As a graduate of one small college (1,000 students in a town of 10,500) and…
College award letters are already fairly confusing. What’s worse is that they can often be somewhat misleading. This is especially problematic considering you are likely making major decisions based on your first award letter. Even when the next one could be dramatically different. So beware! And before you accept a school’s award, there are a few steps you should take to better ensure you won’t be left out in the cold later.
Avoid the Bait and Switch
What you see may not be what you get in the end. There is a misconception that a first award letter is indicative of what all the rest will be. Barring some substantial change in a family’s circumstances, this should be the case. But unfortunately, a practice known as bait and switch is on the rise. In this instance, a bait and switch occurs when a school offers an attractive first award, chock-full of grants and merit scholarships, to entice you into committing to them. However, when the next year rolls around these grants and scholarships are gone, leaving you holding a substantially larger bill. The psychology behind the practice being, “Once students are settled in, it would be more inconvenient to find a less expensive school than to just pay the additional costs.” There is a significant drop-off between the number of students who receive merit scholarships in their freshmen year and those who receive them in the subsequent years.
Ask About Graduation Rates
While colleges may benefit some from this scheme, not all students will fall in line with the scheme. Many students will transfer if costs become too high. In fact, looking at the transfer rates of a school can be an indicator of these dubious practices. Something to check before committing to a school is their 4-year graduation rate. The national average is 29%. Anything lower then that should raise a red flag. It suggests higher transfer rates which could be a sign that students are losing grant and scholarship money, leaving them forced to leave. Universities are right in their belief that transferring is a big decision that is not often made lightly or without cause. We don’t recommend it! But if the financial burden is too much, students are left with few other options. That is why you need to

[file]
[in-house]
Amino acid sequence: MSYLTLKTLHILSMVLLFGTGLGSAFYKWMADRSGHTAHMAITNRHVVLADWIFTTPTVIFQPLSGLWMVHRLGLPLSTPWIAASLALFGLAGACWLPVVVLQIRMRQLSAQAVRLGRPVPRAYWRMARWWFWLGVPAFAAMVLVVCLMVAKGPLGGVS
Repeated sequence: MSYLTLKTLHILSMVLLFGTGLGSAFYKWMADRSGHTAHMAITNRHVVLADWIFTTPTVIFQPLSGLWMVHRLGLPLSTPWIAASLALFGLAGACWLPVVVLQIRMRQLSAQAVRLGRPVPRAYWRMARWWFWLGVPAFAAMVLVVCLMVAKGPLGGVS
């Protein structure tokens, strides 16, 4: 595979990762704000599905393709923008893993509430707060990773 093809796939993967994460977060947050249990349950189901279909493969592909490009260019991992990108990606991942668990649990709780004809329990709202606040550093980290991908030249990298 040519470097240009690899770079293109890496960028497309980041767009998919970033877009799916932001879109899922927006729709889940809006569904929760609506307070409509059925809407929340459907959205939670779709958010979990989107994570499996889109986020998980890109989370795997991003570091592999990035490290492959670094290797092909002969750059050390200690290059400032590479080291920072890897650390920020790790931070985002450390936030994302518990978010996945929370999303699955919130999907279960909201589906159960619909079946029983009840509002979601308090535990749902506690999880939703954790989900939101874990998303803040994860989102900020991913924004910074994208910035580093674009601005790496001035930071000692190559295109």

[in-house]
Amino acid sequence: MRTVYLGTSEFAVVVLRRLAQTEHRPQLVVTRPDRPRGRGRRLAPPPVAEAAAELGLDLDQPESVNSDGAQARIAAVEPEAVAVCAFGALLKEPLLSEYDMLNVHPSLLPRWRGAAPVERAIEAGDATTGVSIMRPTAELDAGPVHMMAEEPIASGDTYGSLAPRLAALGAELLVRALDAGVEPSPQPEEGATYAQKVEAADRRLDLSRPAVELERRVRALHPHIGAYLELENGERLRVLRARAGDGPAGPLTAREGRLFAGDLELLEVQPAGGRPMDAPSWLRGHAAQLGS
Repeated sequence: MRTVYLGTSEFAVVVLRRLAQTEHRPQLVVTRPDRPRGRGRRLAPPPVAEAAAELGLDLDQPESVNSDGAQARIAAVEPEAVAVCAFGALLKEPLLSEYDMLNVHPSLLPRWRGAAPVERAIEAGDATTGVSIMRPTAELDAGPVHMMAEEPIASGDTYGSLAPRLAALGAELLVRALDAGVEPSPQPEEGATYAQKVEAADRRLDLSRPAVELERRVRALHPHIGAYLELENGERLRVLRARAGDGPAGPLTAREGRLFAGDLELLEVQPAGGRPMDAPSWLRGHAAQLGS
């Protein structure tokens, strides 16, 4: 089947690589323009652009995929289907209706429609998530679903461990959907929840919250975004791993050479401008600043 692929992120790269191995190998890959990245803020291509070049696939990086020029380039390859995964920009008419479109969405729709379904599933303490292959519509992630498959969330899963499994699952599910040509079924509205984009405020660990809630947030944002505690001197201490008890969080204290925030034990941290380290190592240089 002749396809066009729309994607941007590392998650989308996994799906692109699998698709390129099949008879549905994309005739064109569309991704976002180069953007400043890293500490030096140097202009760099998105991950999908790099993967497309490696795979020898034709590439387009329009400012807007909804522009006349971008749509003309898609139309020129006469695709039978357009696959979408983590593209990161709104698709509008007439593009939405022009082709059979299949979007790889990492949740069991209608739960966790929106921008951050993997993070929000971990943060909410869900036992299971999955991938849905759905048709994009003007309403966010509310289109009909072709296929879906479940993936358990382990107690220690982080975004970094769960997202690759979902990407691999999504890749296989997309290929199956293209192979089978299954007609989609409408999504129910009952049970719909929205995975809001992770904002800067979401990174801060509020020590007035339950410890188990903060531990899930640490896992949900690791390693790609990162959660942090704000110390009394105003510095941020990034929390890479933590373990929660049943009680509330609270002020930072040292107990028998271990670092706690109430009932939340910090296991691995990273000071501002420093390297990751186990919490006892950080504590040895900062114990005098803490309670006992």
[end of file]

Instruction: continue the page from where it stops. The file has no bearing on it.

Here is something else you should be wary of: the national average graduation time has risen from 4 years to 6 years. Because of this, most school websites only have the 6-year graduation rate. At My College Planning Team, we always tell our clients that one of the most important stats on our college reports are the 4-year graduation rate. Spending fewer year in college will always save you money!
Ask About Grant and Scholarship Renewal
While asking what requirements must be met to ensure renewal of merit scholarships is a good first step, it’s perhaps more important to ask what percentage of students don’t receive renewals on their merit scholarships after their freshmen year. The answer to the latter question is far more telling.
While merit scholarships are based on academic performance, grants are based on demonstrated financial need. Yet, even these can be subject to unexpected reductions after freshmen year. It’s extremely important to ask if that will be the case at your school of choice. It could mean the difference of thousands of dollars.
Most of the college reports we provide show exactly how need-based financial aid has been distributed historically by the college. These reports are critical—especially if you happen to lose your merit scholarship because of your need-based aid eligibility, which may have been offset by your merit award. How a school distributes its aid can be more important than the sticker price of the school itself. While the sticker price at one school might be higher than other, if they offer more self-help aid, it might end being the more affordable of the two. We help you obtain and decipher information like this to make the most informed decision possible.
Understand How Grants and Scholarships Can Affect EFC
Lastly, a painful lesson that families learn is that outside scholarships are often nullified by an increase in their EFC. Realizing this, the Gates Millennium Fund, funded by the Bill and Melinda Gates Foundation, waits until award letters are sent out to its recipients before paying the unmet need. To fully illustrate the difference this makes in the grants available to those same students the next year; the fund picks up the tab for about 24% of a student’s freshman year costs. After the scholarships and grants evaporate the unmet need the fund supplements jump to 43% of a student’s sophomore year costs. Most families won’t have the Gates Fund to rely on when those numbers spike.
Universities are unlikely to volunteer this information; you will have to actively seek it out. A school with an enticing financial veneer could very well possess a more troublesome interior. Visit My College Planning Team and set up a free consultation so we can make sure you have all the figures you need, not just the ones the schools make readily available, to make an informed decision.